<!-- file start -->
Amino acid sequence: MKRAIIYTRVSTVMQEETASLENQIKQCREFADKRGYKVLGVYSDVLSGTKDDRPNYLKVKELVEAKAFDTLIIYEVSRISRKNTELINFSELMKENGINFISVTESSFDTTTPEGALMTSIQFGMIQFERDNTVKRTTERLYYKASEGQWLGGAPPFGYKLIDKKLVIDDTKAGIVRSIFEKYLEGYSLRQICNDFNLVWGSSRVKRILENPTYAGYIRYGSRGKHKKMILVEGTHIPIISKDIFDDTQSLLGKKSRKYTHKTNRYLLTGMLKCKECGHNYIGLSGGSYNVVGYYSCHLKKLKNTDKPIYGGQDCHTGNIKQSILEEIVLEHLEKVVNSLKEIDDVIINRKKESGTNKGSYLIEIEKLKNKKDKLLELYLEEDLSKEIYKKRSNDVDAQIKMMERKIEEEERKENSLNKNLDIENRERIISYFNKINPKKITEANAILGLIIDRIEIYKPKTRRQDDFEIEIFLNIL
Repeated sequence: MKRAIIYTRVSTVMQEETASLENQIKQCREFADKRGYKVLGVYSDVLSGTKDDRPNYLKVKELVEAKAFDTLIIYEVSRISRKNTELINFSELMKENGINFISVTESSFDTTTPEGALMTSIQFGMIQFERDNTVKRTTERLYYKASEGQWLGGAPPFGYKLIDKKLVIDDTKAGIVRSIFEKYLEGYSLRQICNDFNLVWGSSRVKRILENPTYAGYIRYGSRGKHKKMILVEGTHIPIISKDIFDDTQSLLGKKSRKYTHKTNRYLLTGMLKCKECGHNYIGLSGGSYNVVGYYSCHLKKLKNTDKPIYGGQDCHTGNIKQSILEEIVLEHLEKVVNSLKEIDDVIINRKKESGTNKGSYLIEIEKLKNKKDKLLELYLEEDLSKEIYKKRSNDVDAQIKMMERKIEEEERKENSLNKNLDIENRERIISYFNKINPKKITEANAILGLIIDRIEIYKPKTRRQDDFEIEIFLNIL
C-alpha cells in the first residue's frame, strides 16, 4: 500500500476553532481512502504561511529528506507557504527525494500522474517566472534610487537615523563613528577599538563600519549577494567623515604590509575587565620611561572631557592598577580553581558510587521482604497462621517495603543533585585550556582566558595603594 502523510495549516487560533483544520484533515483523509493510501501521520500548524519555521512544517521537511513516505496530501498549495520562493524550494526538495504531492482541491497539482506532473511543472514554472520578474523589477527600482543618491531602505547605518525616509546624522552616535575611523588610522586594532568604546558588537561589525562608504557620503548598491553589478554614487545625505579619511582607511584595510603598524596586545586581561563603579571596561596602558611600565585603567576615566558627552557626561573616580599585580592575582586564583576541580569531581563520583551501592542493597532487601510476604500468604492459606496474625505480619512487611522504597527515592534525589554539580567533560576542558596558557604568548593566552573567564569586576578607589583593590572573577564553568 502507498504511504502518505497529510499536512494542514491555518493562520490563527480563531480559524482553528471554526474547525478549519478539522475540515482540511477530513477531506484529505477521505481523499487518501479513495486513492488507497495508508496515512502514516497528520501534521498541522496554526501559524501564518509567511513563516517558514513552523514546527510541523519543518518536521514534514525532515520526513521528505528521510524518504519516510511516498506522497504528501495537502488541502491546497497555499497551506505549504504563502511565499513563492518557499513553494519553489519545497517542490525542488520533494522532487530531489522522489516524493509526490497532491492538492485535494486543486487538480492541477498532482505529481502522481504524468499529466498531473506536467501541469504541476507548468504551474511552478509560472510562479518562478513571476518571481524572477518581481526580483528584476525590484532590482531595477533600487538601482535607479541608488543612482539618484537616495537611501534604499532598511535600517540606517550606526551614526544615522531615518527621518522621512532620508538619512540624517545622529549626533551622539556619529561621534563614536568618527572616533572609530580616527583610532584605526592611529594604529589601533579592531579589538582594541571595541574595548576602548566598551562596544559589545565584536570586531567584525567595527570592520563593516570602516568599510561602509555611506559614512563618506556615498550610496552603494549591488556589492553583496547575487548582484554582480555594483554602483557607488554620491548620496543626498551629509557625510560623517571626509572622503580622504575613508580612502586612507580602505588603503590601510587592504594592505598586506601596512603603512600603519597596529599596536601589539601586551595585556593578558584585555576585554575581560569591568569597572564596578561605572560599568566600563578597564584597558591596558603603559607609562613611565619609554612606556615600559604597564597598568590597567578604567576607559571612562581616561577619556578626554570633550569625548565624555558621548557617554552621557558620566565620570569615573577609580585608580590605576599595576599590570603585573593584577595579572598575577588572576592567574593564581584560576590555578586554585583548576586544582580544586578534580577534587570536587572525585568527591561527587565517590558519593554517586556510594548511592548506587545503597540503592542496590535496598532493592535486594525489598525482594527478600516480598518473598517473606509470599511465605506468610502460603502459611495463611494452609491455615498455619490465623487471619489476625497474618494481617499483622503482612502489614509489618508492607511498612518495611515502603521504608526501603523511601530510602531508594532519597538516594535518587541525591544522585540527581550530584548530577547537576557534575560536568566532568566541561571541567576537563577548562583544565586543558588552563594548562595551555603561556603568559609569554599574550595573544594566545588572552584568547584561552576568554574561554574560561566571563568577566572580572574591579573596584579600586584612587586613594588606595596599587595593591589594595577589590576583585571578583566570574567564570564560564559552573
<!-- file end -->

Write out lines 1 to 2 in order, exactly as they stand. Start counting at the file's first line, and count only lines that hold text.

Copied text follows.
Amino acid sequence: MKRAIIYTRVSTVMQEETASLENQIKQCREFADKRGYKVLGVYSDVLSGTKDDRPNYLKVKELVEAKAFDTLIIYEVSRISRKNTELINFSELMKENGINFISVTESSFDTTTPEGALMTSIQFGMIQFERDNTVKRTTERLYYKASEGQWLGGAPPFGYKLIDKKLVIDDTKAGIVRSIFEKYLEGYSLRQICNDFNLVWGSSRVKRILENPTYAGYIRYGSRGKHKKMILVEGTHIPIISKDIFDDTQSLLGKKSRKYTHKTNRYLLTGMLKCKECGHNYIGLSGGSYNVVGYYSCHLKKLKNTDKPIYGGQDCHTGNIKQSILEEIVLEHLEKVVNSLKEIDDVIINRKKESGTNKGSYLIEIEKLKNKKDKLLELYLEEDLSKEIYKKRSNDVDAQIKMMERKIEEEERKENSLNKNLDIENRERIISYFNKINPKKITEANAILGLIIDRIEIYKPKTRRQDDFEIEIFLNIL
Repeated sequence: MKRAIIYTRVSTVMQEETASLENQIKQCREFADKRGYKVLGVYSDVLSGTKDDRPNYLKVKELVEAKAFDTLIIYEVSRISRKNTELINFSELMKENGINFISVTESSFDTTTPEGALMTSIQFGMIQFERDNTVKRTTERLYYKASEGQWLGGAPPFGYKLIDKKLVIDDTKAGIVRSIFEKYLEGYSLRQICNDFNLVWGSSRVKRILENPTYAGYIRYGSRGKHKKMILVEGTHIPIISKDIFDDTQSLLGKKSRKYTHKTNRYLLTGMLKCKECGHNYIGLSGGSYNVVGYYSCHLKKLKNTDKPIYGGQDCHTGNIKQSILEEIVLEHLEKVVNSLKEIDDVIINRKKESGTNKGSYLIEIEKLKNKKDKLLELYLEEDLSKEIYKKRSNDVDAQIKMMERKIEEEERKENSLNKNLDIENRERIISYFNKINPKKITEANAILGLIIDRIEIYKPKTRRQDDFEIEIFLNIL